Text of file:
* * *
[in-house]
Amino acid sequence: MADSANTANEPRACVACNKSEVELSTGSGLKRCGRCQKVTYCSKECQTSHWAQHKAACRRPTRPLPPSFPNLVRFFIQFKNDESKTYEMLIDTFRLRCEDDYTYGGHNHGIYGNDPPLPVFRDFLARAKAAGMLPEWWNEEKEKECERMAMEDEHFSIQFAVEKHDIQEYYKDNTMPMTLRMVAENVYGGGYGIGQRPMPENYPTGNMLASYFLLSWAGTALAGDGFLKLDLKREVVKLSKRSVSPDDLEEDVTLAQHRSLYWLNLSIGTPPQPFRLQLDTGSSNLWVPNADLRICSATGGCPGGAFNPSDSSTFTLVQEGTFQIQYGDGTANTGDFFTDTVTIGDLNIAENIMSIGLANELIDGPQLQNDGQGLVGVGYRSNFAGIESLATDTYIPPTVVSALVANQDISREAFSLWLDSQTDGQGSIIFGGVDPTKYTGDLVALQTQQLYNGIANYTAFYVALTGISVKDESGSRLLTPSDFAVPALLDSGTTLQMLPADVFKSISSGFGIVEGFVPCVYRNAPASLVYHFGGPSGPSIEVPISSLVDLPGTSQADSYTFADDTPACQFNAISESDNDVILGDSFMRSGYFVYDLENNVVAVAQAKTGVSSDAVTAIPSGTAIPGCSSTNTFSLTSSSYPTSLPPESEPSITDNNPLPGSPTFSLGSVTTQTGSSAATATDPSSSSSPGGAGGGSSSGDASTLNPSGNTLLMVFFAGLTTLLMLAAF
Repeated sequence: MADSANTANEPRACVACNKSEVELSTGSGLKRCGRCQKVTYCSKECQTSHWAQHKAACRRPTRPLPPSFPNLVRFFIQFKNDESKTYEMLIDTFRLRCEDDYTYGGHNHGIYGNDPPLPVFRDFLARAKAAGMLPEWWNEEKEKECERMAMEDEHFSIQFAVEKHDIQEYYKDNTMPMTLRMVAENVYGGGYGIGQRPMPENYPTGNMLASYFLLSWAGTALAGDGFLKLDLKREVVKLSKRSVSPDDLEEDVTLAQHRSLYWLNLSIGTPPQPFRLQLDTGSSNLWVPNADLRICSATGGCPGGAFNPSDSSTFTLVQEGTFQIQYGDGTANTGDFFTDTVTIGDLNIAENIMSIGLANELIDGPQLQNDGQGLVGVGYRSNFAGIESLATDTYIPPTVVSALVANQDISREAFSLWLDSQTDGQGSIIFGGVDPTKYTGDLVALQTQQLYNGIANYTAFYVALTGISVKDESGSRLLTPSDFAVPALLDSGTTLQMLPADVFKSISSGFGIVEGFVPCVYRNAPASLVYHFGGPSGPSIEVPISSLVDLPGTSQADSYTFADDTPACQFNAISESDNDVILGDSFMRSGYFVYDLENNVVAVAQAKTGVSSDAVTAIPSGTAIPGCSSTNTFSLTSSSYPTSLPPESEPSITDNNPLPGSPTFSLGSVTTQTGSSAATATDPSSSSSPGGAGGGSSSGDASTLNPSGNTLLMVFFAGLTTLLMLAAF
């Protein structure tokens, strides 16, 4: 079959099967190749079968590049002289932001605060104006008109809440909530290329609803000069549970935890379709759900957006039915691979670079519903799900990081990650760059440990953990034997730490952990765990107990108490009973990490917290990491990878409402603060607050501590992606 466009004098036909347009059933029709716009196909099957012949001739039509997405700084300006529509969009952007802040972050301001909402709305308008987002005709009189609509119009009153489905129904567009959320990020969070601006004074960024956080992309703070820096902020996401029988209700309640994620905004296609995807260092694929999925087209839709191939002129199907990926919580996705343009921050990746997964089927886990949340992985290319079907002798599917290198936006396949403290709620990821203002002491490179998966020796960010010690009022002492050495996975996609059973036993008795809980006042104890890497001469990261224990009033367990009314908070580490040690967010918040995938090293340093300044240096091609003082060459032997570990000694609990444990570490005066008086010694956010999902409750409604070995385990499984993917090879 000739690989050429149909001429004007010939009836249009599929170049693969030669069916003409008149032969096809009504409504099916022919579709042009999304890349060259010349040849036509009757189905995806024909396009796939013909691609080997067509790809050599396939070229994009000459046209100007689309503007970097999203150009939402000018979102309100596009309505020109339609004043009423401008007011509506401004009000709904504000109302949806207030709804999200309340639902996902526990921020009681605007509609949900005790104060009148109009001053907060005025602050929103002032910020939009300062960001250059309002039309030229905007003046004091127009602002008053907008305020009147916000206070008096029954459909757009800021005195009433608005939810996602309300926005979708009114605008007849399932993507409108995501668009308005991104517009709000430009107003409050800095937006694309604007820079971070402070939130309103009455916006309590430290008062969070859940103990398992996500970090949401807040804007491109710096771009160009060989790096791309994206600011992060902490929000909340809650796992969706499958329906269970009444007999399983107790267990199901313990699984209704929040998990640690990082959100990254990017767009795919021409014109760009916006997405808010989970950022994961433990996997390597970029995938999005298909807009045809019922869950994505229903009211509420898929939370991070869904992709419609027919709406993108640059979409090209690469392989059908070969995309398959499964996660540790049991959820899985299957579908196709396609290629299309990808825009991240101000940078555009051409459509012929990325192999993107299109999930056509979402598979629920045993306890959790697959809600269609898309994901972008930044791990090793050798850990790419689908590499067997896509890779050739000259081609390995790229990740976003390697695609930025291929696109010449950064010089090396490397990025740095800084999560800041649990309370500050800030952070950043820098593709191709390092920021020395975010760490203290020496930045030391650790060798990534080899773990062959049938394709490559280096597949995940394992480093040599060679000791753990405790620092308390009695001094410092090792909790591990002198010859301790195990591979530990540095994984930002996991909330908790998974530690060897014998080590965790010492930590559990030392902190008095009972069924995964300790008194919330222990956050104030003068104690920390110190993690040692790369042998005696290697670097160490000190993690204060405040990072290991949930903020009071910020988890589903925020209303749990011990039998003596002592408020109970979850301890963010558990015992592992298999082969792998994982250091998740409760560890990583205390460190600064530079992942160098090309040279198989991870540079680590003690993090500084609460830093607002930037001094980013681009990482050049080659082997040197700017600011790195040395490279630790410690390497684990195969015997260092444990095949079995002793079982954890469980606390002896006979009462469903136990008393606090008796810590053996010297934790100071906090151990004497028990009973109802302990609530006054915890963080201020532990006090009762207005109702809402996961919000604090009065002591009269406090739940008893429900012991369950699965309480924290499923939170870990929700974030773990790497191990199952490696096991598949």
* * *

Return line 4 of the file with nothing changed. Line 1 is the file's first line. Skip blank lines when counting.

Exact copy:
């Protein structure tokens, strides 16, 4: 079959099967190749079968590049002289932001605060104006008109809440909530290329609803000069549970935890379709759900957006039915691979670079519903799900990081990650760059440990953990034997730490952990765990107990108490009973990490917290990491990878409402603060607050501590992606 466009004098036909347009059933029709716009196909099957012949001739039509997405700084300006529509969009952007802040972050301001909402709305308008987002005709009189609509119009009153489905129904567009959320990020969070601006004074960024956080992309703070820096902020996401029988209700309640994620905004296609995807260092694929999925087209839709191939002129199907990926919580996705343009921050990746997964089927886990949340992985290319079907002798599917290198936006396949403290709620990821203002002491490179998966020796960010010690009022002492050495996975996609059973036993008795809980006042104890890497001469990261224990009033367990009314908070580490040690967010918040995938090293340093300044240096091609003082060459032997570990000694609990444990570490005066008086010694956010999902409750409604070995385990499984993917090879 000739690989050429149909001429004007010939009836249009599929170049693969030669069916003409008149032969096809009504409504099916022919579709042009999304890349060259010349040849036509009757189905995806024909396009796939013909691609080997067509790809050599396939070229994009000459046209100007689309503007970097999203150009939402000018979102309100596009309505020109339609004043009423401008007011509506401004009000709904504000109302949806207030709804999200309340639902996902526990921020009681605007509609949900005790104060009148109009001053907060005025602050929103002032910020939009300062960001250059309002039309030229905007003046004091127009602002008053907008305020009147916000206070008096029954459909757009800021005195009433608005939810996602309300926005979708009114605008007849399932993507409108995501668009308005991104517009709000430009107003409050800095937006694309604007820079971070402070939130309103009455916006309590430290008062969070859940103990398992996500970090949401807040804007491109710096771009160009060989790096791309994206600011992060902490929000909340809650796992969706499958329906269970009444007999399983107790267990199901313990699984209704929040998990640690990082959100990254990017767009795919021409014109760009916006997405808010989970950022994961433990996997390597970029995938999005298909807009045809019922869950994505229903009211509420898929939370991070869904992709419609027919709406993108640059979409090209690469392989059908070969995309398959499964996660540790049991959820899985299957579908196709396609290629299309990808825009991240101000940078555009051409459509012929990325192999993107299109999930056509979402598979629920045993306890959790697959809600269609898309994901972008930044791990090793050798850990790419689908590499067997896509890779050739000259081609390995790229990740976003390697695609930025291929696109010449950064010089090396490397990025740095800084999560800041649990309370500050800030952070950043820098593709191709390092920021020395975010760490203290020496930045030391650790060798990534080899773990062959049938394709490559280096597949995940394992480093040599060679000791753990405790620092308390009695001094410092090792909790591990002198010859301790195990591979530990540095994984930002996991909330908790998974530690060897014998080590965790010492930590559990030392902190008095009972069924995964300790008194919330222990956050104030003068104690920390110190993690040692790369042998005696290697670097160490000190993690204060405040990072290991949930903020009071910020988890589903925020209303749990011990039998003596002592408020109970979850301890963010558990015992592992298999082969792998994982250091998740409760560890990583205390460190600064530079992942160098090309040279198989991870540079680590003690993090500084609460830093607002930037001094980013681009990482050049080659082997040197700017600011790195040395490279630790410690390497684990195969015997260092444990095949079995002793079982954890469980606390002896006979009462469903136990008393606090008796810590053996010297934790100071906090151990004497028990009973109802302990609530006054915890963080201020532990006090009762207005109702809402996961919000604090009065002591009269406090739940008893429900012991369950699965309480924290499923939170870990929700974030773990790497191990199952490696096991598949």